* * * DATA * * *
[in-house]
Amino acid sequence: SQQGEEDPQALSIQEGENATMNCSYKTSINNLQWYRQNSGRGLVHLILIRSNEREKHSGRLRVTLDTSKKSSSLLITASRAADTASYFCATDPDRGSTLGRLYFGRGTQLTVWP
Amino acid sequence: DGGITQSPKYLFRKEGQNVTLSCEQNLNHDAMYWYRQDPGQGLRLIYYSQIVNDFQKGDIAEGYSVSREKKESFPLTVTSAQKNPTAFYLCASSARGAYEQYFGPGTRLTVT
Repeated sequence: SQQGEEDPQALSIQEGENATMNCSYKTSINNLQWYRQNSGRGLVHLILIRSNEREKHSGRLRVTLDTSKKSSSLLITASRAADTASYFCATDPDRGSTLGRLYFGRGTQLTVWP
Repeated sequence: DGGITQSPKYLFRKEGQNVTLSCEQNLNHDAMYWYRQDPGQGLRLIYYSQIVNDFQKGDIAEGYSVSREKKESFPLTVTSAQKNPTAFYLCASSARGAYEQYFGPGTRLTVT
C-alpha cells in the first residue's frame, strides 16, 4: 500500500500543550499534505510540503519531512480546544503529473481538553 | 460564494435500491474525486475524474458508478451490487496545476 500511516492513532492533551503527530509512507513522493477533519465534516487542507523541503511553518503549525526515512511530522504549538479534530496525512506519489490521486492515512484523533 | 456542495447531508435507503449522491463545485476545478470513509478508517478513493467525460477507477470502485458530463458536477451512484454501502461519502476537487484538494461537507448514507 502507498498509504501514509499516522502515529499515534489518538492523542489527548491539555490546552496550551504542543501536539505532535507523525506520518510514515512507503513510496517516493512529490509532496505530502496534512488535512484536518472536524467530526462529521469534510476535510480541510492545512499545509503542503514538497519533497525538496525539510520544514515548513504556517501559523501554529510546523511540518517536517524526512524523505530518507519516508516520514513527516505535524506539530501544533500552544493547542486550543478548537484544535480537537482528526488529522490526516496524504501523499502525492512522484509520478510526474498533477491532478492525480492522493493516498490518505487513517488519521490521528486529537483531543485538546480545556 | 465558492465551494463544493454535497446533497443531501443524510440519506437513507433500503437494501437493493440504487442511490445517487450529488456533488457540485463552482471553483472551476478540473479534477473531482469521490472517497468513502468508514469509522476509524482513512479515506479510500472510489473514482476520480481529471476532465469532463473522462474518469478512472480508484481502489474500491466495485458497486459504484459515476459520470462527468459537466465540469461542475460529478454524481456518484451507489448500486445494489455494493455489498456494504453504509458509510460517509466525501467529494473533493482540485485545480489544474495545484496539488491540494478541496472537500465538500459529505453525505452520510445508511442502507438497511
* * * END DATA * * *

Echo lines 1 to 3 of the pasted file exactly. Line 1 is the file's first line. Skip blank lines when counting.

[in-house]
Amino acid sequence: SQQGEEDPQALSIQEGENATMNCSYKTSINNLQWYRQNSGRGLVHLILIRSNEREKHSGRLRVTLDTSKKSSSLLITASRAADTASYFCATDPDRGSTLGRLYFGRGTQLTVWP
Amino acid sequence: DGGITQSPKYLFRKEGQNVTLSCEQNLNHDAMYWYRQDPGQGLRLIYYSQIVNDFQKGDIAEGYSVSREKKESFPLTVTSAQKNPTAFYLCASSARGAYEQYFGPGTRLTVT